The authors of this editorial have watched and waited for Hanycz and senior leadership to respond with openness, dialogue and civic commitment, as Xavier’s mission directs and as students have asked. They can wait no longer.

To date, neither Hanycz, senior leadership nor Deters have participated in the university’s public marketplace or in the difficult conversations that students and others want to have.

Students and Xavier were twice maligned in the press by public officials for their civic engagement. Hanycz and senior leadership did not defend students’ efforts in the marketplace from public attacks. 

Despite repeatedly defining Xavier as a community that encourages and teaches civic engagement, leadership has not engaged. 

Additionally, over the past few years, Xavier’s senior leadership established initiatives that provide guidelines for uncomfortable conversations in Xavier’s marketplace of ideas through Take It On and the 2021 President’s Cabinet Commitment to Fight against Racism.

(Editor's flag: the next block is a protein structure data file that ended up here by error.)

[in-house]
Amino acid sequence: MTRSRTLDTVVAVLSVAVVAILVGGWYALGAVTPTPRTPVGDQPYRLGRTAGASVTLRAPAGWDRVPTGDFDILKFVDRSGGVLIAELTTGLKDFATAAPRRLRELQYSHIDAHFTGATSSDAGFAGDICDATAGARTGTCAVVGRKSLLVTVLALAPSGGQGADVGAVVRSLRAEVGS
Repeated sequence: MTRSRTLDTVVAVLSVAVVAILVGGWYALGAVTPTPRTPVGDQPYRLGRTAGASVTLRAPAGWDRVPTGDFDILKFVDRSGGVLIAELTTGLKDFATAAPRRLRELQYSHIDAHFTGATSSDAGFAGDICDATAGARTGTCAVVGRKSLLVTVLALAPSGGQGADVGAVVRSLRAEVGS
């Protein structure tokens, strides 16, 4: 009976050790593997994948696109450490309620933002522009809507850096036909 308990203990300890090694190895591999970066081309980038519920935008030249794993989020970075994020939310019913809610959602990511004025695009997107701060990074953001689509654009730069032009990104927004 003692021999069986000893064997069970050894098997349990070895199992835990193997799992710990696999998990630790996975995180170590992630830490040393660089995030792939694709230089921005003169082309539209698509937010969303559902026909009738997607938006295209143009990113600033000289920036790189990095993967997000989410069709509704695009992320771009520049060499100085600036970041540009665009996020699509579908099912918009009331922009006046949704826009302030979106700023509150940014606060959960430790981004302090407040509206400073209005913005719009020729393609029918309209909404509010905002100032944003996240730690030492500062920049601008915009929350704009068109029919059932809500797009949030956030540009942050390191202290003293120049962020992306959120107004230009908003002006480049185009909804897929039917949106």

Last year, Take It On also undertook the Ignatian Campus Speech Initiative. The result was the Principles of Free Speech and Expression, reaffirming Xavier’s commitments to “diversity, inclusion, equity” and Xavier’s “pedagogic responsibility to advance rational discourse.”

In the 2023 Cincinnati College Guide, Xavier’s advertorial promotes the notions that Xavier students and graduates “challenge convention” and are “bound by a code of community.”